Unique Health Needs of Women Entering Menopause
Aug 1, 2017 - 9:40:19 AM
(HealthNewsDigest.com) - Rush has launched an innovative program dedicated to the comprehensive care of women 40 years of age and older. The Rush Midlife Center provides women going through perimenopause with a specialized resource they can turn to for diagnosis, treatment and support. It is one of only five such comprehensive, multidisciplinary centers in the United States.
Perimenopause, or the transition years before a woman’s last menstrual period, and menopause, which marks the last menstrual cycle, can be a difficult time for women, according to Dr. Barbara Soltes, director of the Midlife Center. She is an associate professor in the Rush Department of Obstetrics and Gynecology, and a specialist in reproductive endocrinology and infertility. Soltes is also a certified menopause practitioner with the North American Menopause Society.
Menopause can occurs anywhere from age 40 through 60, with the average age being 50. It causes the ovaries to produce fewer hormones, particularly the major hormone estrogen, which is key in both a woman’s reproductive and overall health.
“With the decline in estrogen, we see women with a variety of symptoms, such as hot flashes, changes in cognition and moods, poor sleep, urogenital symptoms and difficulty in coping with life in general,” Soltes said. “Today we have a multitude of options, both hormonal and non-hormonal, to ease women through these years and help prevent long term health issues.
“Unfortunately, many women suffer from many of these symptoms because they have not found a provider resource that can look comprehensively at the unique health changes associated with menopause.”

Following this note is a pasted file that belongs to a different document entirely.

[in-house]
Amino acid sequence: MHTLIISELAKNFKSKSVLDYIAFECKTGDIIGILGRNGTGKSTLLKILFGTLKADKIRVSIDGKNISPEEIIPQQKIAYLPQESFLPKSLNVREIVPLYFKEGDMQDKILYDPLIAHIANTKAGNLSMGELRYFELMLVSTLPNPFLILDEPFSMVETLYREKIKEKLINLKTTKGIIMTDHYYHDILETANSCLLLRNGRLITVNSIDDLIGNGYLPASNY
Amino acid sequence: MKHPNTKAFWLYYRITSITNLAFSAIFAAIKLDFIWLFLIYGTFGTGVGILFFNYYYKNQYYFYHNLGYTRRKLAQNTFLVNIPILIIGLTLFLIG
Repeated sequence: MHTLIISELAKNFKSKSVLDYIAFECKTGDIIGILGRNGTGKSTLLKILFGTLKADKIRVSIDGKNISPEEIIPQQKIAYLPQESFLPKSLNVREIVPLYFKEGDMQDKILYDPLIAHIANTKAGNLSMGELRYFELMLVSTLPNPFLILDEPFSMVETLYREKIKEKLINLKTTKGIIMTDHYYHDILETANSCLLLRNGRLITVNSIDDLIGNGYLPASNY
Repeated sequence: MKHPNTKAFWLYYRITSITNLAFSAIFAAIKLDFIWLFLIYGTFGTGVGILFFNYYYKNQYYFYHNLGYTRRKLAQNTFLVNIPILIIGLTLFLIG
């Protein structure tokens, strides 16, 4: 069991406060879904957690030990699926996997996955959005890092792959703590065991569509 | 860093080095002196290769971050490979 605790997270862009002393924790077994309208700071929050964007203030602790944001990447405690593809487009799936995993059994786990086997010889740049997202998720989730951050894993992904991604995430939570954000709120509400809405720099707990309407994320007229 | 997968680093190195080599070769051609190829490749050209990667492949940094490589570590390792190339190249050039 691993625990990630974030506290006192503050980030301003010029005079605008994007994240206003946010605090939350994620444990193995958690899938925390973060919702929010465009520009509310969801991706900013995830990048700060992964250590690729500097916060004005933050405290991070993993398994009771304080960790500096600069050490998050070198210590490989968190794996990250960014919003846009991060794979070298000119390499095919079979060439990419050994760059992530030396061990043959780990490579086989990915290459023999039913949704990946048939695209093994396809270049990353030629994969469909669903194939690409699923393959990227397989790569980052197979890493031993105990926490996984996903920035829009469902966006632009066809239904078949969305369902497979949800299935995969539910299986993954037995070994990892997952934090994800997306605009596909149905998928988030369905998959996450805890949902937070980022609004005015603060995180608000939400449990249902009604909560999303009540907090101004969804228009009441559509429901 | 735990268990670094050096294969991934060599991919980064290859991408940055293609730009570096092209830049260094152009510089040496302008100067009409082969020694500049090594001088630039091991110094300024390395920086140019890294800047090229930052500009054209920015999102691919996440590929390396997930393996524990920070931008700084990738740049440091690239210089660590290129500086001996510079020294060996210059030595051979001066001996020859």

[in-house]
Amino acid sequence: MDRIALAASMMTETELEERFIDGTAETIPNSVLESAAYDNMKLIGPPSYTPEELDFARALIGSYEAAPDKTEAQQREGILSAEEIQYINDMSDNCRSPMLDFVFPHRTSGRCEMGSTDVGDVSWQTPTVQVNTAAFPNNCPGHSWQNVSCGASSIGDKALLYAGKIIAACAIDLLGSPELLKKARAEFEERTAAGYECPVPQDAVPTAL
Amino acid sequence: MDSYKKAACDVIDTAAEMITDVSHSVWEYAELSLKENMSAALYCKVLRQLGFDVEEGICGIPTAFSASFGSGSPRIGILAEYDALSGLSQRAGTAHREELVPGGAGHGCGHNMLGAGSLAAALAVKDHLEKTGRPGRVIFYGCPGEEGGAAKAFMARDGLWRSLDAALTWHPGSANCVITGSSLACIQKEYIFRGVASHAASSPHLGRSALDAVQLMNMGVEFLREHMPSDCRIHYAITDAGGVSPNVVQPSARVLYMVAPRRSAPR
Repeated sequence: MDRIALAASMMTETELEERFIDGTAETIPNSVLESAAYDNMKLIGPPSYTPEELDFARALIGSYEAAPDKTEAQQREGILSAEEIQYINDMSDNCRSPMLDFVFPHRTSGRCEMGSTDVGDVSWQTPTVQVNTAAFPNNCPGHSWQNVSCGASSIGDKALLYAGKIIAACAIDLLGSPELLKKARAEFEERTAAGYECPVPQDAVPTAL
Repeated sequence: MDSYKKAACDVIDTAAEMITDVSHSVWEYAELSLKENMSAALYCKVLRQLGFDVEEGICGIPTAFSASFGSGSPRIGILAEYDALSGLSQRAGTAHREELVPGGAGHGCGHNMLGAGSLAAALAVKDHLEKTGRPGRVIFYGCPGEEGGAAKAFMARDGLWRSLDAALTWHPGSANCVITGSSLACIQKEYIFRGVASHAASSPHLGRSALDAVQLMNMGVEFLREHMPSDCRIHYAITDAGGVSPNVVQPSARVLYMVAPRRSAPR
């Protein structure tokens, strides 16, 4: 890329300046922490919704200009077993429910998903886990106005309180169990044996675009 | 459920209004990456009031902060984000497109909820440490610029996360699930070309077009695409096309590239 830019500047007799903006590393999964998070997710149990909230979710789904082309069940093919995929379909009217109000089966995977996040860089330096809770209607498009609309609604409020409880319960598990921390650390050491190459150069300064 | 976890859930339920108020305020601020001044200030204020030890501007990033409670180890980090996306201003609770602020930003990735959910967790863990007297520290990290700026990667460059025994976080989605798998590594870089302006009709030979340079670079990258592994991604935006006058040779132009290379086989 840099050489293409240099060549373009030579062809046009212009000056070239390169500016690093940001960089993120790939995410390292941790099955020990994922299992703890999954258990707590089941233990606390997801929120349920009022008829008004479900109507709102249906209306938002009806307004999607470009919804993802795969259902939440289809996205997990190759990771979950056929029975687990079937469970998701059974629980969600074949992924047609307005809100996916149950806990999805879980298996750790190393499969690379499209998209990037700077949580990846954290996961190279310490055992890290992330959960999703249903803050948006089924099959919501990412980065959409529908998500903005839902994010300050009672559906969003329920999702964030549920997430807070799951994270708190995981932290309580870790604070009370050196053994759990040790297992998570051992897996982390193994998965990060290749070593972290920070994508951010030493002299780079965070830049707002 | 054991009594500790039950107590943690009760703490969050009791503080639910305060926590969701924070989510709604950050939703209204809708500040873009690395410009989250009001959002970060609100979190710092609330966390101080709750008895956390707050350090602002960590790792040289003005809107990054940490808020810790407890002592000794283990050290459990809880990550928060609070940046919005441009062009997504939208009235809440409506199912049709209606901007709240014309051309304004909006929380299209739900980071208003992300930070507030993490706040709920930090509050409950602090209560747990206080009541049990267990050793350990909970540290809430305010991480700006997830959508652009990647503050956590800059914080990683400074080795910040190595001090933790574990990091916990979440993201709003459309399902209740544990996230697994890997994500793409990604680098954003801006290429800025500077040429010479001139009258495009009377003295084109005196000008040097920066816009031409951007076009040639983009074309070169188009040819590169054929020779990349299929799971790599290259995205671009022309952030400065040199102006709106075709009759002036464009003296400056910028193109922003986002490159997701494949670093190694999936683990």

In addition to menopause, the center focuses on distinct health issues such as osteoporosis and heart disease. The center offers a full laboratory for testing, a DEXA (bone densitometry) machine to assess for bone loss, and complementary therapies such as nutrition counseling, pelvic floor therapy and acupuncture.
Center offers a multidisciplinary approach
The Midlife Center’s menopause team works closely with specialists to provide the personalized health care plan women need during this phase of their lives. It’s a multidisciplinary approach that makes multiple medical experts available in one location for more convenient coordination of care.
The center has certified menopause practitioners who will assess an individual woman’s needs and develop a life plan.
“For the convenience of our patients, we will also have care team members from preventive cardiology, dermatology, gastroenterology, internal medicine, lifestyle medicine to address metabolic and weight issues, neurology, physiatry, psychology, plastic surgery and sleep medicine to provide the necessary consultations,” Soltes said.
Monthly support group helps ease confusion about symptoms
The Midlife Center also offers a monthly support group for women concerned about the many issues they may face in menopause. The Rush Menopause Support Group is led by a certified menopause practitioner associated with the North American Menopause Society.
The practitioner will discuss in a group format the hormonal changes associated with the transition into menopause and what to expect. The support group serves as a tool for women who may be confused by their symptoms and need a reliable source about menopause.
The Menopause Support Group meets the third Wednesday of every month from 6 to 8 p.m. in the Herrick Room of the Searle Conference Center, located on the fifth floor of the Professional Building at Rush, 1725 W. Harrison Street. Please RSVP at (312) 563-1000.
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